I woke up to this view from my front door. Snow in Tucson! This is the second time we have had snow this winter! This is the epitome of what Katherine Hayhoe termed "Global Weirding!" Maybe I'm exaggerating a bit. But it is weird. It is rare for it to snow in our desert town.
I like to fancy myself a "citizen scientist" taking pictures to investigate what is happening in our garden and desert food forest. So out I went this morning with my cellphone to take pics of the snow. Here are the lessons I learned.The snow on the gravel or bare dirt has already melted. But where we have native plants (that some people call "weeds") or organic mulch in the catchment basin, the snow was still on the ground. I noticed that there was no snow left where our neighbors have gravel or just plain dirt in their yards. That demonstrates just how much heat gravel holds. But I already knew that from going barefoot when working on my yard in June. I walk on the horse purslane mulch to keep my feet from burning.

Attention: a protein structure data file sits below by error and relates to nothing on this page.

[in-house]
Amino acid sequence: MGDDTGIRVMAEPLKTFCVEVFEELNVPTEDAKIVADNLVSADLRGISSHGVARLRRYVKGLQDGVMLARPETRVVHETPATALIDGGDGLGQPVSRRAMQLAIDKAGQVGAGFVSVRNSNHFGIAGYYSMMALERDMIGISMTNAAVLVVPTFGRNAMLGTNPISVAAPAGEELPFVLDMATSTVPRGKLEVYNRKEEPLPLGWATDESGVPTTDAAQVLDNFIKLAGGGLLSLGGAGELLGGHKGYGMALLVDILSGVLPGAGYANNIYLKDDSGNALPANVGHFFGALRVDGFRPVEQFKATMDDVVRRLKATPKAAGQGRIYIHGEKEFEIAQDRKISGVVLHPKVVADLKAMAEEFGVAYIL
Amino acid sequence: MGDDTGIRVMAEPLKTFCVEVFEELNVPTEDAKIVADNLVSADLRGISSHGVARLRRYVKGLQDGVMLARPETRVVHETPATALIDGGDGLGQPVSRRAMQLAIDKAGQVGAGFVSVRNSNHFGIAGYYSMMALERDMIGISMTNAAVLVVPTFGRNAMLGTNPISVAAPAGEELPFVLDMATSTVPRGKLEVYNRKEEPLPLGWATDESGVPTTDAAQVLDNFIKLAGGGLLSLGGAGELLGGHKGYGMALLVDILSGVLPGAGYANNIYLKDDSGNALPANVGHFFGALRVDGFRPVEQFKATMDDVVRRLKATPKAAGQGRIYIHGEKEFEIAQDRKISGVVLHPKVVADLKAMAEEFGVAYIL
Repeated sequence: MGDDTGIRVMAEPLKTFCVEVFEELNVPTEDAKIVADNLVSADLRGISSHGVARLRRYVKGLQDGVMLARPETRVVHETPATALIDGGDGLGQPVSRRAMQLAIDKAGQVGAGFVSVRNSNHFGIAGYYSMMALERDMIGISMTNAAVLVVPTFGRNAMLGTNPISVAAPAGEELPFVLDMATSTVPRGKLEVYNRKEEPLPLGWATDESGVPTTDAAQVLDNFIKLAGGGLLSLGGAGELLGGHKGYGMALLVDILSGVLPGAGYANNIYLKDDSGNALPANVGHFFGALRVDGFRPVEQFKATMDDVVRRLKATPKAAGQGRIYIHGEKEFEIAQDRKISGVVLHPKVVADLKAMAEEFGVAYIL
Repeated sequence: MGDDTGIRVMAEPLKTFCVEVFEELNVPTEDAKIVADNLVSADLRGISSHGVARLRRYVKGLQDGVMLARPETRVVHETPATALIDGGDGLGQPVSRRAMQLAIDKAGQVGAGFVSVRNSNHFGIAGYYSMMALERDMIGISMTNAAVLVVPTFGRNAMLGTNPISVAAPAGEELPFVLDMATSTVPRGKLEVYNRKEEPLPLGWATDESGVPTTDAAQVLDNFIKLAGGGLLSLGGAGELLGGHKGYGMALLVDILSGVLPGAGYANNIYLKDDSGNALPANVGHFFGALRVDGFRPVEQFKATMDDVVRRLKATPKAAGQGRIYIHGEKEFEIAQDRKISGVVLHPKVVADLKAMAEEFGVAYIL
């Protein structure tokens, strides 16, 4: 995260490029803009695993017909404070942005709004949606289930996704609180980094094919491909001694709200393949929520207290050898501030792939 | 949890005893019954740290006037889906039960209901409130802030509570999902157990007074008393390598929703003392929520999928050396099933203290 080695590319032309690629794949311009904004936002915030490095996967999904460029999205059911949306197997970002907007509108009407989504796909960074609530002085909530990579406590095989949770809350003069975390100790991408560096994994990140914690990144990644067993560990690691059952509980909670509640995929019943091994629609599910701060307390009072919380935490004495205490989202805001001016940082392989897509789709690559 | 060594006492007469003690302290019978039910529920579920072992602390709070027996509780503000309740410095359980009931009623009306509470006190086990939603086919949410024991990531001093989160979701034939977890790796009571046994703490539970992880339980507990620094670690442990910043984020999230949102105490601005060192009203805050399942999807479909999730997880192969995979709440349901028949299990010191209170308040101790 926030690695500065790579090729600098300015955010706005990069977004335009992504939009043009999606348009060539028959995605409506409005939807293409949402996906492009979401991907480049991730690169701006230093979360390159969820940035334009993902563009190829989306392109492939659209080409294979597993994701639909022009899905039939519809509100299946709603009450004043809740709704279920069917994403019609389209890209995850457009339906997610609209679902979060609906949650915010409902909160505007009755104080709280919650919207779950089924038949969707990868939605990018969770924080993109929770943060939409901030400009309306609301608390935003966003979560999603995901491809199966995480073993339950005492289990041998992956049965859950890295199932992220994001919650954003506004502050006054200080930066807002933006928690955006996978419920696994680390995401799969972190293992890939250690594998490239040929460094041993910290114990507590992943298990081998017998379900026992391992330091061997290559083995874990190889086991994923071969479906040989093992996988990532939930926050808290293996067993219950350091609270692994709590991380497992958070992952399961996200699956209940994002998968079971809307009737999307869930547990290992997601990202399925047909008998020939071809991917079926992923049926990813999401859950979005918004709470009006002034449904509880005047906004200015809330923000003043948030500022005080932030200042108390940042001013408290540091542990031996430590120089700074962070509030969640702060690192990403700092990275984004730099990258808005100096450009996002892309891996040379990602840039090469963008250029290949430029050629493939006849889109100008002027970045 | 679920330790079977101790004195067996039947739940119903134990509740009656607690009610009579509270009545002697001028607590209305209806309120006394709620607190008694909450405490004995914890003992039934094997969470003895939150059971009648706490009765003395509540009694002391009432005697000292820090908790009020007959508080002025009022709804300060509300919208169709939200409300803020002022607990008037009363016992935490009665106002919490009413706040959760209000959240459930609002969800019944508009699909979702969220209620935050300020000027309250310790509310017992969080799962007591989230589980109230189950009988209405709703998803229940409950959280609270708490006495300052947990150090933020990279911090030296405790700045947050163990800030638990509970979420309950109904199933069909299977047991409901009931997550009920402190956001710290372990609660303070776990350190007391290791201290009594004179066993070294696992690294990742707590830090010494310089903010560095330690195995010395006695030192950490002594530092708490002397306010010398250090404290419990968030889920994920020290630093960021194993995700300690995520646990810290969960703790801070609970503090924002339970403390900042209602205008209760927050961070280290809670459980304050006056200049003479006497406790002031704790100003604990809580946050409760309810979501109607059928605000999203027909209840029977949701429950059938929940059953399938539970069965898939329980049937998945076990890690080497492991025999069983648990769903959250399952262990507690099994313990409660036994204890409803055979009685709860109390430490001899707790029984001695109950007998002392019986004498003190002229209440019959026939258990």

I found a similar development in the easement behind our house. The snow is sticking to the desert mustard on the ground beside our garden. Notice that the snow isn't sticking to the ground in the garden perhaps because the palo verde branches that shelter it from the summer sun also shelter it from the cold. Note that there are no "weeds" in the garden.
|snow on our neighbors' roof|
|snow melting into the cistern|
|view of the top of our watershed - the snowcapped Catalina Mountains|
Who knew we had a "snow water harvesting" system?! In the desert! How great is that!?